What are the differences between tinned copper and bare copper stranded conductors?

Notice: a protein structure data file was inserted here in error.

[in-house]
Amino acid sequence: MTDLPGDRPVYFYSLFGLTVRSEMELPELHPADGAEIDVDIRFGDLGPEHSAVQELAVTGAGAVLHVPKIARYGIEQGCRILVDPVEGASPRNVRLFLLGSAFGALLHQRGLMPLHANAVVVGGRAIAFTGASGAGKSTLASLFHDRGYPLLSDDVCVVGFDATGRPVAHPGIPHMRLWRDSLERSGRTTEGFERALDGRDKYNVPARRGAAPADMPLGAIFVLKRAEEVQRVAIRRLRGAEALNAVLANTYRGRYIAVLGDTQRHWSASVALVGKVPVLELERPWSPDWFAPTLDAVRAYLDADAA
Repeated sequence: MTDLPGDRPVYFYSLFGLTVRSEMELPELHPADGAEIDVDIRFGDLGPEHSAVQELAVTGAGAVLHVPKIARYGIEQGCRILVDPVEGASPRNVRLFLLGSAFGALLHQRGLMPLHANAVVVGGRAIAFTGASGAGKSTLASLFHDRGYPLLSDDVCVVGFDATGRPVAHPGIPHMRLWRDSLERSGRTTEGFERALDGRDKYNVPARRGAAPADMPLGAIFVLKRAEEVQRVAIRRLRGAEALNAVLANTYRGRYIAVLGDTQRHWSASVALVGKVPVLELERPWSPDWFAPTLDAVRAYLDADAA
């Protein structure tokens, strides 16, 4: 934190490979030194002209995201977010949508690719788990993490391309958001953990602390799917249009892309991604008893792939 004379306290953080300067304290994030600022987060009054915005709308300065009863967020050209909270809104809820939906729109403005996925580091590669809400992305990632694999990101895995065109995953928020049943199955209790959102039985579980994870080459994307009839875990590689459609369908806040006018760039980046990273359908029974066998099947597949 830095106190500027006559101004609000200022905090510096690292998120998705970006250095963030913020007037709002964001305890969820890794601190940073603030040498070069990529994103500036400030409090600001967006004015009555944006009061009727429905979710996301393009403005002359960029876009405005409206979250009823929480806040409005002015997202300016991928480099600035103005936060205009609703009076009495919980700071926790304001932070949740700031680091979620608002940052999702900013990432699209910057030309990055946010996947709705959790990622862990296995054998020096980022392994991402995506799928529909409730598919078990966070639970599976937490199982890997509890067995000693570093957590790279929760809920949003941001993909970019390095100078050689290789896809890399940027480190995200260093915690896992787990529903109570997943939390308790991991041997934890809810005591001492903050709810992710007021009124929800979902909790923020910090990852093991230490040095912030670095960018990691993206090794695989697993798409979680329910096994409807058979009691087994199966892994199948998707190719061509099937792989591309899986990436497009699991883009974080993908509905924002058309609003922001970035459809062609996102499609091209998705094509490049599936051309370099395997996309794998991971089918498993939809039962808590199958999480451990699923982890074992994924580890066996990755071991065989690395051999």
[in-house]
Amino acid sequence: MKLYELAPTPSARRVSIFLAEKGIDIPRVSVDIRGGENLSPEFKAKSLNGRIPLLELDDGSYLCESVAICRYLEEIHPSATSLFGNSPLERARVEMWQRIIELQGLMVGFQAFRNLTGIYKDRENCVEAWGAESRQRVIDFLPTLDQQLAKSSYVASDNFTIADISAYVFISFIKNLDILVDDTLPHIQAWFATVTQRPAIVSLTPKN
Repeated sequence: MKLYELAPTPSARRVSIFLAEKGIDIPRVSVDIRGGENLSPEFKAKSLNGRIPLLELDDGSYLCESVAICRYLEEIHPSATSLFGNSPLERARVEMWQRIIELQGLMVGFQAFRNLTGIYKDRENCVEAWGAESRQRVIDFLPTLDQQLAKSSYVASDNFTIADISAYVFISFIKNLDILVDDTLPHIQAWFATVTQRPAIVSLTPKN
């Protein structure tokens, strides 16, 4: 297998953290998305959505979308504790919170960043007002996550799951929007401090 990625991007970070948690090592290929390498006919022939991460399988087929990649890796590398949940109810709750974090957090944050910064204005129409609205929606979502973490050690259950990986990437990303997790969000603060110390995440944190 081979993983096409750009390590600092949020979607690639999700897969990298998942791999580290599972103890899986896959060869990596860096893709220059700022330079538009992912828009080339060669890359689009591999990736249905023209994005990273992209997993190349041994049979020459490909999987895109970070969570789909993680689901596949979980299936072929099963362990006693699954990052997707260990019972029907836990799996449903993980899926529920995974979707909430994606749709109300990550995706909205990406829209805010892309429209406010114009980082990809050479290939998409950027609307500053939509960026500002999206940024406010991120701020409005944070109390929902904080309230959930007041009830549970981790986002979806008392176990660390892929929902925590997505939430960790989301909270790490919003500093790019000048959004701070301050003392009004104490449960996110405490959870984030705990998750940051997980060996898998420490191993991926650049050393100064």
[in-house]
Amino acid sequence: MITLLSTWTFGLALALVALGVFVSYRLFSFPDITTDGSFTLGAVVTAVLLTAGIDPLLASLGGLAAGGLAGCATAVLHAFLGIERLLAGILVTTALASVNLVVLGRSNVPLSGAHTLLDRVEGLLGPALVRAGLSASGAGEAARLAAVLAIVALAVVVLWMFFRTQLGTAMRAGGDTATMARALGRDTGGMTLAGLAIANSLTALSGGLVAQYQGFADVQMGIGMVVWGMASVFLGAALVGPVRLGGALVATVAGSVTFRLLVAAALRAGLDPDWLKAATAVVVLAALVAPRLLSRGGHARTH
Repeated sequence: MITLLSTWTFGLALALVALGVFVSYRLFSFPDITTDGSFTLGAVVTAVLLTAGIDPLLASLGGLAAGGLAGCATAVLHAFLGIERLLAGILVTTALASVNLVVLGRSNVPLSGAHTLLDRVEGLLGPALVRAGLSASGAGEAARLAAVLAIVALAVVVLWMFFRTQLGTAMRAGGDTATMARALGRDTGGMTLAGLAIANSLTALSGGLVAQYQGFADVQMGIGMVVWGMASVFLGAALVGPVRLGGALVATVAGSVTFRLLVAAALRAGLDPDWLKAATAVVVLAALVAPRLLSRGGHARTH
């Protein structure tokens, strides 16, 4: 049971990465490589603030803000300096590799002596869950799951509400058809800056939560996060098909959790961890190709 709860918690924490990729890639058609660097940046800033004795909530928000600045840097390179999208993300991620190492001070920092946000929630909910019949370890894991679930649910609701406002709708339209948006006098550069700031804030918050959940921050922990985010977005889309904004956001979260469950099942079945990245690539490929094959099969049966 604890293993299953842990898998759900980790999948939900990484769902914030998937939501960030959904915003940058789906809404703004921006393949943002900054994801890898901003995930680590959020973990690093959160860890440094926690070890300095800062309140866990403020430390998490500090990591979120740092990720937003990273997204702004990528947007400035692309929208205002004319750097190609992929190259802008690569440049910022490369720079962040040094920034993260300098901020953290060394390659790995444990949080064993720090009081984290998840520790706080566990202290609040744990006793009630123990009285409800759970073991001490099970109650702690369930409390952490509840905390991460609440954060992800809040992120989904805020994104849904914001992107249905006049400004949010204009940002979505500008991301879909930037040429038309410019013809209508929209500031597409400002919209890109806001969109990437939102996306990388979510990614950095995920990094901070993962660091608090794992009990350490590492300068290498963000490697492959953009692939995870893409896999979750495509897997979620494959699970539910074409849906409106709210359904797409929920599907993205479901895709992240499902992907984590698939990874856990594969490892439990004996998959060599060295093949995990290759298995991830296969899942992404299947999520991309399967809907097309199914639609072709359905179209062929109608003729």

Sometimes the individual strands of the center conductor are run through a bath of molten tin before assembling them into a wire. Tinned copper wire is often easier to solder, especially if a lengthy (months to years) shelf life is required, because the tin coat prevents copper oxides from forming. If the cable is to be used immediately upon manufacture pre-tinned strands are not required and add unnecessary expense. Furthermore, an electrical phenomenon known as skin effect makes the use of tinned conductors a potential threat to the high-frequency signal-carrying properties of the cable. However, the aging effects of the formation of copper oxides on untinned conductors may also cause a gradual deterioration of performance. What is skin effect and how does it affect tinned copper? Briefly, skin effect is caused by the magnetic field generated by the current flow in the cable causing electron flow to be concentrated more and more on the outer surface of the conductor as frequency incr